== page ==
Introduction: Classy Charging Station

Picture of Classy Charging Station

I have seen many different charging stations here, but none of them really seemed like a 1 stop charging station for any and all gadgets. Plus, a plastic box is really useful, just not too pretty. I was looking for a charge station that looked nice AND charged everything I could throw at it. This one went together for about $30, but less receptacles and cheaper outlet plates could knock that down $5-$10 bucks.

Step 1: The Box, Supplies and Tools...

Picture of The Box, Supplies and Tools...

The main thing that I haven't seen addressed in all these charging stations is the "wall chargers" i.e. the quick chargers for camera batteries and rechargeable AAs that have no cord. They just plus directly into the outlet. I may be charging any number of camera batteries, so I need some accessible outlets, in addition to the hideaway chargers.

So, first step was the box. I bought this one on sale from a craft store for $10. It's faux leather wrapped "3/8 particle board. Everything else came from the hardware store. I included 2 exterior outlets, but 1 would suffice for most people. So, if you only need 1, buy 1 of each thing instead of 2.

Materials List:

Box (size and material up to you) $10
Power Strip, 6 outlet $4
18 ga. lamp wire, 4' $1.20
2 Low profile gang boxes (used for securing the receptacles into) $3
2 110V wall receptacles, white $4
2 replacement lamp plugs $2
2 cover plates (I used brass ones for $2.50 ea, cheap white ones are $.50 ea) $5
1/4" peg board (I had a piece, but it is only a couple bucks) $0
Blue fabric (I had some, but it is very cheap) $0

Total Materials: $29 as shown, with white covers $25, single receptacle $19.40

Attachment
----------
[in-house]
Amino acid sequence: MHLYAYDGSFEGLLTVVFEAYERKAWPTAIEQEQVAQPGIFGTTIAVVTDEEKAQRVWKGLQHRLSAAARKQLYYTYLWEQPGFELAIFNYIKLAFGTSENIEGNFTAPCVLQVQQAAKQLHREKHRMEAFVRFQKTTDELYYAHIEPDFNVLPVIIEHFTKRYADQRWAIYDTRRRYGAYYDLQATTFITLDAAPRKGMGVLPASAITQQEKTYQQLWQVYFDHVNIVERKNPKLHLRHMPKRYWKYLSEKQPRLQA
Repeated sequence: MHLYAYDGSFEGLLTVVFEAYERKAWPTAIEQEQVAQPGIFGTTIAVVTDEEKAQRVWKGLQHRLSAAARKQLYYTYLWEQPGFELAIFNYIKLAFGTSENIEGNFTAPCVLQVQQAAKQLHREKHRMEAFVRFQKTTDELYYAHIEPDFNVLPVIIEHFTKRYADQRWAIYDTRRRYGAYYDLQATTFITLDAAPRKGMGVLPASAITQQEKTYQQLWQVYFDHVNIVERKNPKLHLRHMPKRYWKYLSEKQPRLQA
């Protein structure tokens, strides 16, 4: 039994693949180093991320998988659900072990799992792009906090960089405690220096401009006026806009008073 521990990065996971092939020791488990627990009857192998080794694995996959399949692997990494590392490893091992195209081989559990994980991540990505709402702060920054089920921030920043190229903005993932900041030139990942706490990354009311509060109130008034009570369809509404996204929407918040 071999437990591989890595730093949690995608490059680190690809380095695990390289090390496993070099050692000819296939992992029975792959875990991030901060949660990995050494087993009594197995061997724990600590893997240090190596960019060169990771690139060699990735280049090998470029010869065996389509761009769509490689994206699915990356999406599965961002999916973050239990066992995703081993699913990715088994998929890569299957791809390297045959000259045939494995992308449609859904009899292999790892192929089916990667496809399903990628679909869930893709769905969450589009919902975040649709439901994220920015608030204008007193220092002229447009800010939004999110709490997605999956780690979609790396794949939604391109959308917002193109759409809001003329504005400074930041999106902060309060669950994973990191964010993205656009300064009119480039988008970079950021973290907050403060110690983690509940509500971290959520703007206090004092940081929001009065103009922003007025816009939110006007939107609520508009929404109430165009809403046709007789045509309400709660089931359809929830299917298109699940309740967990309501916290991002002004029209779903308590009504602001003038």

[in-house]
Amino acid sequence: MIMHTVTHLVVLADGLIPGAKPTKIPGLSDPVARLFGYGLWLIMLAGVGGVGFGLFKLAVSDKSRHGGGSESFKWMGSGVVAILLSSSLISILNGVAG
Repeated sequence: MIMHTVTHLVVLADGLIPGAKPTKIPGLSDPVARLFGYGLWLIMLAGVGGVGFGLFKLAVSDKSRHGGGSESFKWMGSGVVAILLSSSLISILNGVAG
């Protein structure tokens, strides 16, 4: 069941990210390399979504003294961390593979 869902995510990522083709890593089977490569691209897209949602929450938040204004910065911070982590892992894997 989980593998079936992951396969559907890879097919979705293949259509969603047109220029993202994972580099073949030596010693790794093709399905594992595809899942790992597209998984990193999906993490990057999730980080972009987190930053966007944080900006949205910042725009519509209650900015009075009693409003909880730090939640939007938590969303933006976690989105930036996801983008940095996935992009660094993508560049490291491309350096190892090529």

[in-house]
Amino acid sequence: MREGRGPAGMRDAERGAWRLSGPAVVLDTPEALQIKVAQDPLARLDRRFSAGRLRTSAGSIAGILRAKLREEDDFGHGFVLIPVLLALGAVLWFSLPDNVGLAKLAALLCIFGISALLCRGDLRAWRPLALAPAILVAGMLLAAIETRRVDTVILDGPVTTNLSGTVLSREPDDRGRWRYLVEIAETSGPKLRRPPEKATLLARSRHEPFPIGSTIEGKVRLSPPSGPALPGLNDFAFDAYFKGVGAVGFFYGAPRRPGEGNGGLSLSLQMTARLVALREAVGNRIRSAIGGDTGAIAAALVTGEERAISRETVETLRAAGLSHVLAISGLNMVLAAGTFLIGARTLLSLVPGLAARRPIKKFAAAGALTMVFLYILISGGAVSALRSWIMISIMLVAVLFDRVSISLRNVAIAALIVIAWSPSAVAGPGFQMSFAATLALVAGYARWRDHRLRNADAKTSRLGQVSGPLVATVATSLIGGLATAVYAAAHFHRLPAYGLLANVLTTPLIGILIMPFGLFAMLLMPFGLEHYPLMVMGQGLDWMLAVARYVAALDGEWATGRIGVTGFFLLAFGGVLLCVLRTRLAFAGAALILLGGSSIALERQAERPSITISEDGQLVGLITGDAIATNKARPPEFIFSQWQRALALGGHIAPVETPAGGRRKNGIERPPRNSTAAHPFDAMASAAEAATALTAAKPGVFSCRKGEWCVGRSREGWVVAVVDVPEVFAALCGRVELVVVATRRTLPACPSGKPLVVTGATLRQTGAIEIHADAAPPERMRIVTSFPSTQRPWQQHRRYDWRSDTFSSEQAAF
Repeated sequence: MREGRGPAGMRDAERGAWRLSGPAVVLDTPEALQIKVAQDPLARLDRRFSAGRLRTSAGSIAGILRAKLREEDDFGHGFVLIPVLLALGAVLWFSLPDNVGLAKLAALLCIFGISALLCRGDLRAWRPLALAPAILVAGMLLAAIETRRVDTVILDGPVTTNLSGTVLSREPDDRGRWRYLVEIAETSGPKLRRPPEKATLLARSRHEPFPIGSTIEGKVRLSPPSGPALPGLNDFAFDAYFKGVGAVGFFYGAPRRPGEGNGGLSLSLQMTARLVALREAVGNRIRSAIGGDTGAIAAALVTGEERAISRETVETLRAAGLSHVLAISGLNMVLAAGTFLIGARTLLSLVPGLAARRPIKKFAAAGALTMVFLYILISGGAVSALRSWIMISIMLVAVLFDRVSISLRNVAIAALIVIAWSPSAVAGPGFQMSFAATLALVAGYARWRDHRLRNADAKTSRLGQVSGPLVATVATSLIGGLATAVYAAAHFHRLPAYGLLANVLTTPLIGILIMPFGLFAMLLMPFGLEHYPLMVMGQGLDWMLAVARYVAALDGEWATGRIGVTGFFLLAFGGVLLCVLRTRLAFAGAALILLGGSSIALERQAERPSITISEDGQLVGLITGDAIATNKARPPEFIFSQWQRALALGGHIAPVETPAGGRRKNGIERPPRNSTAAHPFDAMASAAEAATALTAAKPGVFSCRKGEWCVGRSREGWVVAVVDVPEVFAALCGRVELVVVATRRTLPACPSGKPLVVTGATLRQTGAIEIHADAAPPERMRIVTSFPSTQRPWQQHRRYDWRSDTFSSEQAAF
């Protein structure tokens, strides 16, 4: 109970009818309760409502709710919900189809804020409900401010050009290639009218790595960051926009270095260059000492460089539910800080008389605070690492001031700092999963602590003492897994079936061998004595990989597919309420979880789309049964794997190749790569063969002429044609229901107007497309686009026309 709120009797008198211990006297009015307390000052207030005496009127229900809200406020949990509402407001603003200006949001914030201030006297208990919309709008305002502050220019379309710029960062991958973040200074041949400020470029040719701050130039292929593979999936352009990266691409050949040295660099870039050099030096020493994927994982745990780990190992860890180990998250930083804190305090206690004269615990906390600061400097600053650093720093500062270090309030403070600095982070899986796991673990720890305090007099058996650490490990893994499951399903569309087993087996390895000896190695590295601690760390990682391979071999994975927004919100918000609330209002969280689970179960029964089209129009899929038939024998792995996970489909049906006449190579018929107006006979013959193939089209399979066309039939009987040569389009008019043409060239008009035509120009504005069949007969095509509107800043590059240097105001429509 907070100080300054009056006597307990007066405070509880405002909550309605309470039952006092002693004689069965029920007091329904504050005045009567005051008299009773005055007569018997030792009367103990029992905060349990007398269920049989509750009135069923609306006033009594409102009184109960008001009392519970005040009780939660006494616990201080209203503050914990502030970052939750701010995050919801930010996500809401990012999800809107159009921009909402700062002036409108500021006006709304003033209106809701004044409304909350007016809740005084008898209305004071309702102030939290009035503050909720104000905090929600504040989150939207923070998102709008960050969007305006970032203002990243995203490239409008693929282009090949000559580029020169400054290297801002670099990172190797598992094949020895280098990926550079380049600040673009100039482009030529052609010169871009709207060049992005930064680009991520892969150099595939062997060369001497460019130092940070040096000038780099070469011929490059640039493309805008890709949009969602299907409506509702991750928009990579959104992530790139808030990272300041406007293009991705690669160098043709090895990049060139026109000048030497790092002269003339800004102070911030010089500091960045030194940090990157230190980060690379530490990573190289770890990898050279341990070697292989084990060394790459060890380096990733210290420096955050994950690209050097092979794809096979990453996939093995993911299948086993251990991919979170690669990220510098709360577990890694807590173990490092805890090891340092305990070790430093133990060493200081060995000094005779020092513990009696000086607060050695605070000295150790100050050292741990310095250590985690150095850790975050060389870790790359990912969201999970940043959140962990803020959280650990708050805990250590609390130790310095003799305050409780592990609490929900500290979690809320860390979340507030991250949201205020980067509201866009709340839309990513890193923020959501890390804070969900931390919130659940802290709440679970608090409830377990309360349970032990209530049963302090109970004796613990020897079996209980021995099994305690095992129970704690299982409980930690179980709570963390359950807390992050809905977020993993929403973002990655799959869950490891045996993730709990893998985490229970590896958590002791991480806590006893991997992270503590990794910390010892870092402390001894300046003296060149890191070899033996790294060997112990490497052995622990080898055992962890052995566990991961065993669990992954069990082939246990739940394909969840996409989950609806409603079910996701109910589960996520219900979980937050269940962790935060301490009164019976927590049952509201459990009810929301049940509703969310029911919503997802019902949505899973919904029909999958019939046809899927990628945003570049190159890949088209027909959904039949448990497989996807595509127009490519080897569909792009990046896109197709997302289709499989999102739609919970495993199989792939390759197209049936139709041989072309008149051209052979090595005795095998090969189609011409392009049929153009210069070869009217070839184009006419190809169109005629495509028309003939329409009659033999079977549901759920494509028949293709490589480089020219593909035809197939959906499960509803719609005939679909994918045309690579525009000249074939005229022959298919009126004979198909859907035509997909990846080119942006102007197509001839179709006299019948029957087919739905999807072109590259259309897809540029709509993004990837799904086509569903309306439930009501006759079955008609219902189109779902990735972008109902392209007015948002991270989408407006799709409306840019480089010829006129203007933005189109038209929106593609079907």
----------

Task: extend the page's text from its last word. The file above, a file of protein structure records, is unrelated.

Tools:

Drill & Bits
Jigsaw or dremel
Straight edge
1/2" wood screws
Utility knife
Flat screwdriver
Phillips screwdriver
Needle nose pliers / wire cutters

Step 2: Cut the Box...

Picture of Cut the Box...

So, gang boxes are roughly 3" x 2". I put an outlet in each end of my box. I found the dead center of each side and centered my opening in each end. I cut away the faux leather on the outside with a utility knife and marked the opening with a sharpie. Then, I drilled 3/8" holes in each corner so I could easily get my jigsaw blade in to cut down the edges.

Once the holes are cut on each end, dry fit the gang boxes. The holes can be a bit bigger, the cover will hide it all.

Finally, drill or dremel a hole in the bottom back corner for the power strip plug to go through. 1" might do it, but I had to make the opening bigger to fit my plug through.

Step 3: Secure the Gang Boxes...

Picture of Secure the Gang Boxes...

There is a pop out inside each gang box for the wiring to to through. Pop it out before you instal the boxes. It is easier to do it now. Secure the gang boxes from the outside of the box with wood screws, similar to what is shown in this picture.